• The anonymous ‘rethinker’ isn’t me at all. I’m not looking for a middle ground because there isn’t one. Governments cannot ‘regulate’ the problem away within a capitalist economy because capitalism cannot survive without accumulation, and accumulation cannot occur without unlimited growth (due to the demands of competition between firms.) There is no short cut, ‘Rethinker’, we have to address the problem at its source and redouble our efforts to replace the anarchy of the market with a planned economy in which we produce to satisfy human need (in a way that respects the natural limits of the biosphere) instead of producing for profit. Don’t fall into despair though, struggle for survival! This is not ‘random rhetoric’ but the harsh reality of both natural science and political economy.I do object however, to the oft repeated suggestion that I am innumerate. I am in fact a high school teacher of mathematics. But this isn’t an issue of numbers, it’s an issue of politics. But if it’s numbers you want, try these:The UK government’s currently stated target is to reduce emissions by 60% by 2050. This is based on the assumption that this would be sufficient to keep the average temperature rise below 2 degrees by keeping carbon dioxide below 550 ppmv. Unfortunately this is based on outdated science. We now know that with as little as 450ppmv (and we are already up to 380) there is a 70% chance of average temperatures going up by 2 degrees and a 50% chance of average temperatures rising by 3 degrees. A 2 degree average rise could mean a 9 degree rise at the poles, which would mean the complete summer melting of the polar ice cap and therefore rampant feedback effects.It is the cumulative emissions that matter the most, which is why there are no simple answers to Mr Meyer’s questions. But the longer we leave it until we make the necessary reductions, the worse it will get. To achieve a maximum of 450ppmv by 2050, which should be our new minimum demand, the UK emissions cannot exceed 4.8bn tonnes of carbon dioxide emissions between 2000 and 2050. Bear in mind that between 2000 and 2006 the UK has already emitted 1.2 bn tonnes, i.e. a quarter of its allowance. If we assume a similar trajectory over the next 6 years, we will need to make a 9% p.a. reduction thereafter in order to keep within the 4.8bn tonne limit. (The difficulty of achieving this can be seen by looking at the 14 year period from 1990 to 2004, which is trumpeted as a success by the government in terms of emission reductions. The total reduction over the 14 year period amounts to only between 0.8% and 1% once aviation and shipping is included.)My suggestion that we the technology already exists to enable us to reduce emissions by 90% (on 2000 figures, Mr Meyer,) within 10 years is simply an illustration that we could and should err on the side of safety.But the point that both you and Mr Meyer seem to miss is that it isn’t enough just to know how much we need to reduce emissions by. If we are actually going to reduce those emissions, instead of just talking about it, we, that is to say the working people of the world, need to have the power to do so.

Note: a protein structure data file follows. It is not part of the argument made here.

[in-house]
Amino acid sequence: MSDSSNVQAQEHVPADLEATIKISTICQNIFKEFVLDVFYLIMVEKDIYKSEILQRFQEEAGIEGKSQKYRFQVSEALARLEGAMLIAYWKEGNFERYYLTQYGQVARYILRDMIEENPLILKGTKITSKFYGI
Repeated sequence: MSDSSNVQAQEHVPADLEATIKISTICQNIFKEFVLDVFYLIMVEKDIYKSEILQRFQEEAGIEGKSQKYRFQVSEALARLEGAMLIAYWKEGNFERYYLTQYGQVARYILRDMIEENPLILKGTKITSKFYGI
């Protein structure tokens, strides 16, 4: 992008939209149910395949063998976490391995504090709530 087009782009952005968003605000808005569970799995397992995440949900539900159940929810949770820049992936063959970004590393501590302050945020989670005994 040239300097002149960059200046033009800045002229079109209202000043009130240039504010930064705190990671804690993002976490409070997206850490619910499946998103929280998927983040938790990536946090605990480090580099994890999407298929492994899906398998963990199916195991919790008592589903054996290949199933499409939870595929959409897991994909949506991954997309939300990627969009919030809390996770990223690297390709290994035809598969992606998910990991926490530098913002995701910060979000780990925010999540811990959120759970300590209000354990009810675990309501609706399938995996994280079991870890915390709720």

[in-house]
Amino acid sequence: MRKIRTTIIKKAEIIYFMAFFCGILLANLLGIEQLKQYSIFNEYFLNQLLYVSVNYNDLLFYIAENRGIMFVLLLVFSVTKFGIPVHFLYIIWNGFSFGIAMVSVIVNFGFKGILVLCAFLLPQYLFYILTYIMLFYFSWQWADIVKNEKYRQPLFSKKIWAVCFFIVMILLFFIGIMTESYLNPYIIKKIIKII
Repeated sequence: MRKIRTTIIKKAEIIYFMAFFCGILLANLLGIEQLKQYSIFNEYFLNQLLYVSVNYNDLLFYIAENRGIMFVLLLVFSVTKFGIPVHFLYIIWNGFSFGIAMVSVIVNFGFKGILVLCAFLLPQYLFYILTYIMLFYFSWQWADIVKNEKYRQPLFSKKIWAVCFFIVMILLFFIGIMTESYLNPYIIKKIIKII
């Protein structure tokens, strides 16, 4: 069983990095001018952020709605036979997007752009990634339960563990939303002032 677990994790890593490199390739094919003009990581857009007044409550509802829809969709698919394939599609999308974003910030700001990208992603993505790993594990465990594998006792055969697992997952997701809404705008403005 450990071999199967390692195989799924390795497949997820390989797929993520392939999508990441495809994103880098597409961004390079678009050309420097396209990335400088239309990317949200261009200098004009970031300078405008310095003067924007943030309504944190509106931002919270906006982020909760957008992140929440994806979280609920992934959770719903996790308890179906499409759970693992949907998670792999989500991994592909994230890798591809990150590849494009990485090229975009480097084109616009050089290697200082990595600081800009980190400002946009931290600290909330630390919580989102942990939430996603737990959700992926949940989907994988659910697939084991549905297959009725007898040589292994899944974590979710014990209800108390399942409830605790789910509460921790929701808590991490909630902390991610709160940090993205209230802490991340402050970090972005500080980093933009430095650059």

• OK – Shall we just assume that the question [who, what, when etc] is just too good to spoil with an answer.The random rhetoric of the left is no less daft than the random rhetoric of the right. If the missing ‘third way’ is the mean position between two daft and in-numerate extremes, it was a false dichotomy to start with.Perhaps the anonymous ‘rethinker’ who is looking for the middle ground is in fact the original author if the piece and is looking for comfort in this ground.In time and in tune – music which can be so beautiful is quite merciless on this point.As in music so in the politics of post-modernity: – If you can’t count you won’t.